Australian and New Zealand aid flights land in Tonga

A Royal Australian Air Force C-17 at Tonga

Australian and New Zealand aircraft carrying humanitarian aid have landed in Tonga to help the Pacific nation recover from the devastating volcanic eruption and tsunami. Source: SBS News.

An RAAF C-17 plane left Australia on Thursday morning carrying shelter, hygiene kits, equipment for people clearing ash and water containers.

A Royal NZ Air Force C-130 Hercules carried aid supplies including water, temporary shelters, generators and communications equipment.

Defence Minister Peter Dutton said the planes are delivering equipment to help rebuild Tonga’s communication network after a vital underwater cable was damaged during the submarine volcano eruption which sparked a tsunami.

“We are working closely with Tonga and listening to their needs and their requests,” Mr Dutton told 2GB on Thursday.

The HMAS Adelaide is also ready to be deployed from Brisbane, loaded with humanitarian and disaster relief supplies, along with critical equipment to help recovery efforts. Three Chinook helicopters have also been loaded onto the ship.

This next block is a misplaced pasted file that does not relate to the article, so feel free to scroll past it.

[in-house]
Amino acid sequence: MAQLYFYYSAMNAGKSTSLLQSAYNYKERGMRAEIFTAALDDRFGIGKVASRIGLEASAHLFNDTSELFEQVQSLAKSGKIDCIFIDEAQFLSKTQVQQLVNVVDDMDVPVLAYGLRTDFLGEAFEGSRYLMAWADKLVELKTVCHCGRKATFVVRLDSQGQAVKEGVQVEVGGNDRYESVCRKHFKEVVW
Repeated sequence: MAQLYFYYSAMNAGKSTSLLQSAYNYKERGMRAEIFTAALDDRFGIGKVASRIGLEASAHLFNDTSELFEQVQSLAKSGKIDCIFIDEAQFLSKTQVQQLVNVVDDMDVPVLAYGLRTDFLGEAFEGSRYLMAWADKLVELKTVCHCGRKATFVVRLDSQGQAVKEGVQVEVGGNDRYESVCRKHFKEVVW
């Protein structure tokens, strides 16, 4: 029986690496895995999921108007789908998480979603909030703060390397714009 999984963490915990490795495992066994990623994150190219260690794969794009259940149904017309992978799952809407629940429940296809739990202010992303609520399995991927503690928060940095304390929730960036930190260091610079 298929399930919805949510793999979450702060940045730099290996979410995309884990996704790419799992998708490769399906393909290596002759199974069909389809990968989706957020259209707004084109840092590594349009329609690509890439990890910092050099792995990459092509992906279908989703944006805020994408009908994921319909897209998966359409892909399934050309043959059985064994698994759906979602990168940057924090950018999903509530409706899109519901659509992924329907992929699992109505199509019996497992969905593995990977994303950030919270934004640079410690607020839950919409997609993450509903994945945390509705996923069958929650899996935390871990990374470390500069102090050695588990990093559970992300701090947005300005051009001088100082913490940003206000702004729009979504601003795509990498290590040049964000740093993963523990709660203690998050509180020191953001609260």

It’s expected the voyage to Tonga will take five days, and the ship will serve as a base for relief work.

Australia’s High Commissioner to Tonga has described the damage from the tsunami as catastrophic.

Rachael Moore said many buildings on small islands had been destroyed and that freshwater contamination following the tsunami had caused significant issues.

Complicating matters are Tonga’s pandemic border measures which have kept the Pacific nation COVID-free. Disaster relief efforts are expected to be led by locals to avoid a spread of virus cases.


First Australian and New Zealand aid flights have landed in ‘devastated’ Tonga (SBS News

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